The U.S. stock market registered only modest gains in 2004 but the Dow Jones Industrial index did reach its highest level in three years. V.O.A.'s Barry Wood reports that because stock markets tend to act as a barometer of overall economic performance, many analysts believe the recovery in stock prices over the past 20 months may suggest good times ahead.

TEXT: For the year as a whole (as of December 22) the Dow Industrials are up only five percent. The NASDAQ composite index comprised mostly of high technology companies did slightly better, up just under ten percent. But that's not the whole story.

It needs to be emphasized that from early 2000 to late 2002 U.S. stocks underwent a brutal, bear market decline. From the top of what is now called the stock market bubble, the NASDAQ declined by two-thirds. Broader market indexes were down 50 percent. Millions of investors saw their savings greatly reduced. And even now many investment portfolios are still smaller than they were in early 2000.

But since March 2003, most U.S. market indexes have been rising. The Dow industrials have risen by 37 percent, leading several analysts to conclude not only that the bear market is over but also that the good times are back. Don Rowe publishes an investment newsletter in Sarasota, Florida. He is telling clients to buy high-tech companies.


"Without a doubt technology is leading this bull market. Small capital and mid-cap stocks along with technology are showing the best gains year to date. I do expect this to continue in 05."


It was, of course, the technology sector that rose fastest and then fell the farthest during the late 90s boom and bust. The sector is a key component of the U.S. stock market because American based companies are dominant players in personal computers and the Internet. Asked what sectors within technology he finds most attractive, Mr. Rowe has a list.


"Internet, wireless, networking, software--are the best sectors to be in. They're showing the best gains."


Bambi Francisco is the Internet editor at CBS Marketwatch, a financial website based in San Francisco. She agrees that for Internet companies 2004 was a very good year. She notes that Google, the web's most popular search engine, went public at midyear and promptly doubled in value. EBay, the Internet auction site, also doubled.

But Ms. Francisco, who spends her time in the Silicon Valley, worries that another bubble could be developing. She sees a red flag in the 300 to 400 percent gains registered by several small Internet companies.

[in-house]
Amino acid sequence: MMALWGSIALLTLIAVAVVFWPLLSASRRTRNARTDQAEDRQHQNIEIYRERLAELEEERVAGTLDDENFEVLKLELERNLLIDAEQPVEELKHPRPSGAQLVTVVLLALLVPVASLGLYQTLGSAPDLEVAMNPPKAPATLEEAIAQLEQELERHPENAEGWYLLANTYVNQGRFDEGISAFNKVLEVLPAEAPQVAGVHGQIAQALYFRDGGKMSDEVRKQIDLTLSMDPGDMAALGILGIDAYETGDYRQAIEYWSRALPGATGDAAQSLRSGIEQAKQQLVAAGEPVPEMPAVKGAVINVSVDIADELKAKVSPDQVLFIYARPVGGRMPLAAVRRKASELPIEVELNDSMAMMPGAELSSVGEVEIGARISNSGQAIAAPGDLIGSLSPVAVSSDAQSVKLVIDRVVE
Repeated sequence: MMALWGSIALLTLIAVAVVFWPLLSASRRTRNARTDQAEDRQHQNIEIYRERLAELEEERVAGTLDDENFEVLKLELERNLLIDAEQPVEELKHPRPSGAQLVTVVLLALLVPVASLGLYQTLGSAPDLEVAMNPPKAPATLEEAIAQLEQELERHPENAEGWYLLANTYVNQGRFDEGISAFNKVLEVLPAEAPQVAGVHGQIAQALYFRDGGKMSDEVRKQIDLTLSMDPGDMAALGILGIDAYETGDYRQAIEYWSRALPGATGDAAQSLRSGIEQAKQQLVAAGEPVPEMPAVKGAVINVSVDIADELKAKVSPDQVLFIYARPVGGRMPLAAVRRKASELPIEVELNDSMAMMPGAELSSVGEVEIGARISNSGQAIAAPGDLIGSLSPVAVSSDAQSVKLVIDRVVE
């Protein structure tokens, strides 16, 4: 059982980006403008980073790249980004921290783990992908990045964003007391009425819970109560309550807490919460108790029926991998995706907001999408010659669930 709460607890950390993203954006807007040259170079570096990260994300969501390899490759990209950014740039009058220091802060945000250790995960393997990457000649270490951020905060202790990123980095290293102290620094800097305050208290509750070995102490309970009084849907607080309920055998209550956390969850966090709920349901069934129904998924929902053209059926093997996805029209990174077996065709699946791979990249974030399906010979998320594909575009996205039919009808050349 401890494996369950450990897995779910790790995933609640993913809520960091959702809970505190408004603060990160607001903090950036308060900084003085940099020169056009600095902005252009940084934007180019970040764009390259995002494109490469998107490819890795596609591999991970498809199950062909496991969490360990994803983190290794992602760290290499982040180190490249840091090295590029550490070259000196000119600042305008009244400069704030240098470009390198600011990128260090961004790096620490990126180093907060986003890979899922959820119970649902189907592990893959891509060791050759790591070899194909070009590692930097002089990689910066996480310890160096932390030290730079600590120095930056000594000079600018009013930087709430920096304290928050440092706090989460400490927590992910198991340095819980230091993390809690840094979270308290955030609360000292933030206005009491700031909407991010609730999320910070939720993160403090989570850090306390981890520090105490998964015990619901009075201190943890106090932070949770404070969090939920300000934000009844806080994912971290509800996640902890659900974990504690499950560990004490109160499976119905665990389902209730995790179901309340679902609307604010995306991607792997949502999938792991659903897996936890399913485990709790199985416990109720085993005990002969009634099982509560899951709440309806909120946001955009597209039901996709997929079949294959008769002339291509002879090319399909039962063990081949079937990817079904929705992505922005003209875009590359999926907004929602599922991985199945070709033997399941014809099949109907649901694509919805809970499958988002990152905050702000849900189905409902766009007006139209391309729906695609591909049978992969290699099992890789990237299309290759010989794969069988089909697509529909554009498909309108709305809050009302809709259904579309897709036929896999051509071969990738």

"Yes, when you begin to see a lot of small companies trading and moving up on really no news, just on what is called momentum in the just drive it up higher, for no particular reason for that particular company. When you see those kinds of moves, you begin to think maybe it gets a little frothy."


But Don Rowe in Florida rejects any comparison to the 1999-2000 speculative frenzy. Instead he sees another strong bull market ahead.


"This bull market will be better than the 1995-99 bull market for probably three reasons: Number one, the current market is 33 percent undervalued; number two, the liquidity numbers are absolutely sensational. There's 1.27 trillion dollars in corporate cash-the most cash corporations have ever had; (and) (corporate)earnings are 20 percent better than last year."


But some sectors of the market continue to perform badly. Airlines have been chronic losers with United and US Air in bankruptcy-their shares worthless. Over the past five years, shares in Delta have declined 85 percent and American 67 percent. Airline analyst Ron Kuhlmann in San Francisco says only Southwest Airlines is consistently profitable.

"Southwest was the first to realize that air transportation is indeed a commodity good. And that people are willing to pay to get from A to B, and if they're going to be given something else (like food) that's fine, but they're not willing to pay a premium for it."

Southwest, with a market capitalization (collective value of its shares) bigger than the combined valuation of all its U.S. competitors, is down three percent in 2004. Some analysts believe weaker airlines may be forced out of business in the year ahead. But over the past two years Southwest's share price is up 15 percent. And since 1999 it is up 50 percent.

So what is the stock market telling us? Probably, that the boom times of the late 90s won't come again soon. It may also be suggesting that the brutal bear market and the sub-standard U.S. economic performance of the early years of this decade are also a thing of the past.